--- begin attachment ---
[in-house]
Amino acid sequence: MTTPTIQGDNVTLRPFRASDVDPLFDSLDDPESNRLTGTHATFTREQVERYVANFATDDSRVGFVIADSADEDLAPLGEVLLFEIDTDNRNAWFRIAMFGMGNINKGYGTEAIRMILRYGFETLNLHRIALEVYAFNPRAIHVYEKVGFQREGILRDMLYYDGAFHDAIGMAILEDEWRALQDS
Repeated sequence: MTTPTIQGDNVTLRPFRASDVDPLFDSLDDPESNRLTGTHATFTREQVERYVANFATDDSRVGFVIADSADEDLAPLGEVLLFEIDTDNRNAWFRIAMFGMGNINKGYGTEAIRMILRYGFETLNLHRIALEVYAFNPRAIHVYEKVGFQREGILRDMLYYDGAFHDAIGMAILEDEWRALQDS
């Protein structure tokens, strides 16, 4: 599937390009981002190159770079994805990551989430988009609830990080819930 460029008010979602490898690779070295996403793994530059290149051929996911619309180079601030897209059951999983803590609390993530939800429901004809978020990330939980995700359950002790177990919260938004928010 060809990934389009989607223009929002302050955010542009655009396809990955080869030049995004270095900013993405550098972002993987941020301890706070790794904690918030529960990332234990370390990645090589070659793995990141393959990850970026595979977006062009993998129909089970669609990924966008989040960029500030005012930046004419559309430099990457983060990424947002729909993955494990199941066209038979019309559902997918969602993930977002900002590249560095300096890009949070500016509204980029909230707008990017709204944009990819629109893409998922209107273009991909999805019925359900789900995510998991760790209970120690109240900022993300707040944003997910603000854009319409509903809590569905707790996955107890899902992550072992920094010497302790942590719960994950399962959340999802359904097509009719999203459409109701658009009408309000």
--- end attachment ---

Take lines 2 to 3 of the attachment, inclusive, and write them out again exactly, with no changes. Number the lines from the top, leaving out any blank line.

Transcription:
Amino acid sequence: MTTPTIQGDNVTLRPFRASDVDPLFDSLDDPESNRLTGTHATFTREQVERYVANFATDDSRVGFVIADSADEDLAPLGEVLLFEIDTDNRNAWFRIAMFGMGNINKGYGTEAIRMILRYGFETLNLHRIALEVYAFNPRAIHVYEKVGFQREGILRDMLYYDGAFHDAIGMAILEDEWRALQDS
Repeated sequence: MTTPTIQGDNVTLRPFRASDVDPLFDSLDDPESNRLTGTHATFTREQVERYVANFATDDSRVGFVIADSADEDLAPLGEVLLFEIDTDNRNAWFRIAMFGMGNINKGYGTEAIRMILRYGFETLNLHRIALEVYAFNPRAIHVYEKVGFQREGILRDMLYYDGAFHDAIGMAILEDEWRALQDS